The meeting also stressed the need for concentrating efforts on geological exploration and exploitation industries in order to reasonably development and use natural resources, for a change in production of goods necessary for daily life, and for a resolution to the people’s ‘eating problem’ alluded to in the recent New Year’s Joint Editorial.

The bulletin also reported that there was discussion on creating a new five-year plan for the development of science and technology, going as far as to say, ”the role of science and technology in the building of an economically powerful nation is decidedly large, and in order to answer the very real calls for development, [the issue of] strengthening international economic projects” was brought up.

Premier Kim Young-il, Vice-Premier Kwak Bum-ki, Chairman Kim Kwang-rin, of the Committee on National Planning, Park Nam-jil, of the Power Supply Industry Bureau, and Kim Yong-sam, from the Railways Bureau, were among cabinet ministers present.

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NK Military Has Little Influence on Major Policy Decisions

Sunday, January 27th, 2008

Daily NK
Yang Jung A
1/27/2008

An expert on North Korea has recently disputed a widely circulated claim that North Korea’s hard line diplomacy is due to influence from the North Korean military.

Park Young Tack, an active duty officer at the Korea Institute for Defense Analyses (KIDA) said, “The North Korean military usually influences the policy decisions that are related to military roles and functions only.” Park wrote this in his recent article published on January 15 in the 2007 winter edition of the Korean Journal of Defense Analysis entitled ‘The Increasing Standing of the North Korean Military and the Military’s Influence on Decision Making’.

Park said, “Unless Kim Jong Il asks the military for opinions, the military cannot take part in matters other than its own.”

It is widely believed at home and abroad that the North Korean military exerts huge influence on the country’s major policy decisions and therefore is responsible for driving the country to take a hard line.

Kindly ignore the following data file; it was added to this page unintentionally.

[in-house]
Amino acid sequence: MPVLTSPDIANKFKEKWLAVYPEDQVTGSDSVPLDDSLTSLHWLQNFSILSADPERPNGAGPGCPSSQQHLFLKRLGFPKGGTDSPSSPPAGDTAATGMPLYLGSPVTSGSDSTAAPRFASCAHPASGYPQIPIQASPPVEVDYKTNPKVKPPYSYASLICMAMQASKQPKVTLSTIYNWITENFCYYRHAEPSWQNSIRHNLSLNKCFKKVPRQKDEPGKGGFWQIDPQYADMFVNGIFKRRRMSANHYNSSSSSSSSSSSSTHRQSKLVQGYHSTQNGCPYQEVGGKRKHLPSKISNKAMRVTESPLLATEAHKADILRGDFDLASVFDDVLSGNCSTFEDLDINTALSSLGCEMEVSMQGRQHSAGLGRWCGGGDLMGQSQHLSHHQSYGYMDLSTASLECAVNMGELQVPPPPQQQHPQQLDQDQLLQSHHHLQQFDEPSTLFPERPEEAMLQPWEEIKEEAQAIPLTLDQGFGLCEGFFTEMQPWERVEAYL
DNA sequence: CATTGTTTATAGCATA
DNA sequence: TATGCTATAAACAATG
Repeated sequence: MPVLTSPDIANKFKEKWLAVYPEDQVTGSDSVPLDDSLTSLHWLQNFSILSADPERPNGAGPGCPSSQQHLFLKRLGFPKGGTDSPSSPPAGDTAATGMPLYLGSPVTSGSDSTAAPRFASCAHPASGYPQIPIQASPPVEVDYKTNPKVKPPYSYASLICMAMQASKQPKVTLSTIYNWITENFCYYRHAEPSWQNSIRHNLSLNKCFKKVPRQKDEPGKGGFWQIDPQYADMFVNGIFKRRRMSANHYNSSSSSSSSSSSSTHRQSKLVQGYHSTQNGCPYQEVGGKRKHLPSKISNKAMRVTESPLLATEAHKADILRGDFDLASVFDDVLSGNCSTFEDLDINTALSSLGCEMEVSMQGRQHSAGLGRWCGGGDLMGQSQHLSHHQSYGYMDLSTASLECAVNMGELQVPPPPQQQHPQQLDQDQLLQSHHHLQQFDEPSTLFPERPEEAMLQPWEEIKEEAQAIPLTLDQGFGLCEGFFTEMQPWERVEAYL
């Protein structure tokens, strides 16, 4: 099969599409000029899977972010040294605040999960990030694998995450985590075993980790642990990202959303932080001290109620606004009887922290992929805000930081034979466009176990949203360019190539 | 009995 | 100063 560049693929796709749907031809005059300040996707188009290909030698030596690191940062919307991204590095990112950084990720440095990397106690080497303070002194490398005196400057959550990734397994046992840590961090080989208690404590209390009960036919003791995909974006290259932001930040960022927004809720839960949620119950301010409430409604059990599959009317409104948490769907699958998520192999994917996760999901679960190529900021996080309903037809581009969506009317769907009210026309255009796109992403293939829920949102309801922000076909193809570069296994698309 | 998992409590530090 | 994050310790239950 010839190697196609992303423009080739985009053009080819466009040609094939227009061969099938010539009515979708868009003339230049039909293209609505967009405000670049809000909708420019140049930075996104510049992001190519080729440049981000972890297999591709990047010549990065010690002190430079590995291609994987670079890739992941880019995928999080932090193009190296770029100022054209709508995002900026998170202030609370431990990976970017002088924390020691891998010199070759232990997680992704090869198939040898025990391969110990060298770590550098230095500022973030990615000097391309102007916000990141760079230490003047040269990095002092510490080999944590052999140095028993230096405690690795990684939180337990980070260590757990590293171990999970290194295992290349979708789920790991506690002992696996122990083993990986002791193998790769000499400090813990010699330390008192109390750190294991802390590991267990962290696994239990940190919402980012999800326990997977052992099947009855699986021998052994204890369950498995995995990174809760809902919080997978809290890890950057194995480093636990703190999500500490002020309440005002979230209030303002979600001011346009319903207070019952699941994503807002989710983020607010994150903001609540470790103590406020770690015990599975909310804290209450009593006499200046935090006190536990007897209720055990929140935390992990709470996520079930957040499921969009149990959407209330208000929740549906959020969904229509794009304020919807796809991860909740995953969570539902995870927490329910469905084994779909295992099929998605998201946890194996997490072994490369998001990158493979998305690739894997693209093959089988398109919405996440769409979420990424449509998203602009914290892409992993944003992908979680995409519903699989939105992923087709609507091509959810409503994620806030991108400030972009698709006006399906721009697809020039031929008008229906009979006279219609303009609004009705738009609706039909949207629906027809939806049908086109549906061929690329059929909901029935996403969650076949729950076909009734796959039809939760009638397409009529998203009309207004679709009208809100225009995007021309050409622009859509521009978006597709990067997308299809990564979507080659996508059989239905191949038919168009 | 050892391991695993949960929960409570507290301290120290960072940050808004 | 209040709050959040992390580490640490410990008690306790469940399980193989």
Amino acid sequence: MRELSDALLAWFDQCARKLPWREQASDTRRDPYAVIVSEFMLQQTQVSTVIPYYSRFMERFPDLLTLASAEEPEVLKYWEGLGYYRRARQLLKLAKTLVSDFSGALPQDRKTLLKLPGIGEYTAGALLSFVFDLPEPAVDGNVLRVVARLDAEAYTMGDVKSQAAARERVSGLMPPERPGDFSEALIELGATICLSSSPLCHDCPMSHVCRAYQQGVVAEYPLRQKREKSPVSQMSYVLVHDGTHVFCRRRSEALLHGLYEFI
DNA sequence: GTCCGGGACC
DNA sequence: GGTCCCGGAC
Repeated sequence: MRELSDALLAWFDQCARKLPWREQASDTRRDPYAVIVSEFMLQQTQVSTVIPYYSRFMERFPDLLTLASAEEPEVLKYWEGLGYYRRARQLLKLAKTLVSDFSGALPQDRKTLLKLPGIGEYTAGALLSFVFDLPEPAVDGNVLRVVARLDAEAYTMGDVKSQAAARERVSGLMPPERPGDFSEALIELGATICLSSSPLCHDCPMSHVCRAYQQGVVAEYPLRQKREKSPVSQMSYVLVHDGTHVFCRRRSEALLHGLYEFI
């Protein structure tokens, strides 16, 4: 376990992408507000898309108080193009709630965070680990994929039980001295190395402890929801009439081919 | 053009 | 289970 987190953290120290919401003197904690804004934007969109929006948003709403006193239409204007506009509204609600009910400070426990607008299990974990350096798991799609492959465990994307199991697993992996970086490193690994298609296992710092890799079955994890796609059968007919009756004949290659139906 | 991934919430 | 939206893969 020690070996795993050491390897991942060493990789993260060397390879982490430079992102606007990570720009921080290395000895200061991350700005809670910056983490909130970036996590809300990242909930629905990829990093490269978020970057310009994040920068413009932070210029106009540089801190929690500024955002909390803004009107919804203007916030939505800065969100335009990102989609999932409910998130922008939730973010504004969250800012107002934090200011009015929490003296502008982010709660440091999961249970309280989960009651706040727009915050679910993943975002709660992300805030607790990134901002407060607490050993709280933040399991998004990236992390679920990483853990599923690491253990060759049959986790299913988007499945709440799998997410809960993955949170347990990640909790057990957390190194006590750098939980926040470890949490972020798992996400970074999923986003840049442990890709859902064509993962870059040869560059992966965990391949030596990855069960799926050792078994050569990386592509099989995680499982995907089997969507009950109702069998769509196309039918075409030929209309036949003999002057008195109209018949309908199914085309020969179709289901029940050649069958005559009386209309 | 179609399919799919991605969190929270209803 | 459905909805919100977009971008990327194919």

U.S, envoy Christopher Hill said prior to his visit to Pyongyang last year that he would like to meet high-ranking military officials and persuade them to give up the country’s nuclear programs.

Park said, “It is mistaken to believe that the standing of the military is superior to that of the Party as was the case in the past, and that the military plays a key role in decision making regarding the country’s fate.”

“Many believe that the North Korean military is trying to get in the way of the inter-Korean dialogues. However, that is exactly how the Party wants the world to assess the current situation in North Korea. It is my judgment that the Party has been manipulating the situation so that the military appears to take on the role of the hard-liners,” Park said. Park stressed that the General Political Bureau of the People’s Army by itself cannot voice opposition to the nation’s current policy toward South Korea.

Park said that Secretary for Military Munitions Jun Byung Ho, United Front Department Director Kim Yang Gon, and First Vice Foreign Minister Kang Suk Ju have established and are operating a direct reporting system to Kim Jong Il. Secretary Jun is currently responsible for conducting the country’s nuclear tests, Director Kim for operations of the policy through the direct reporting system [to Kim Jong Il], and Minister Kang for foreign announcements.

“It seems that Kim Jong Il allows the military to exert influence on decision making to some extent as a reward for the military’s pledge to help build and defend the absolute dictatorship of Kim Jong Il,” Park said.

“The military circles take part in making policy decisions by offering specialized suggestions and by advocating the Kim Jong Il regime which adopted the ‘Military-First’ policy among the ruling elite, the leaders from the middle class and the lower class,” Park said. However, Park added that the military has limited influence over matters other than its own.

Park said that Kim Jong Il is also strengthening the military-friendly system to watch and hold in check the military, which can pose the biggest threat to his regime.

“When making decisions, Kim Jong Il calls the ruling elite individually for consultations and has them report to him directly,” Park said, adding, “In any case, Kim Jong Il is at the center of the decision making process and stands at the top of the decision making ladder.”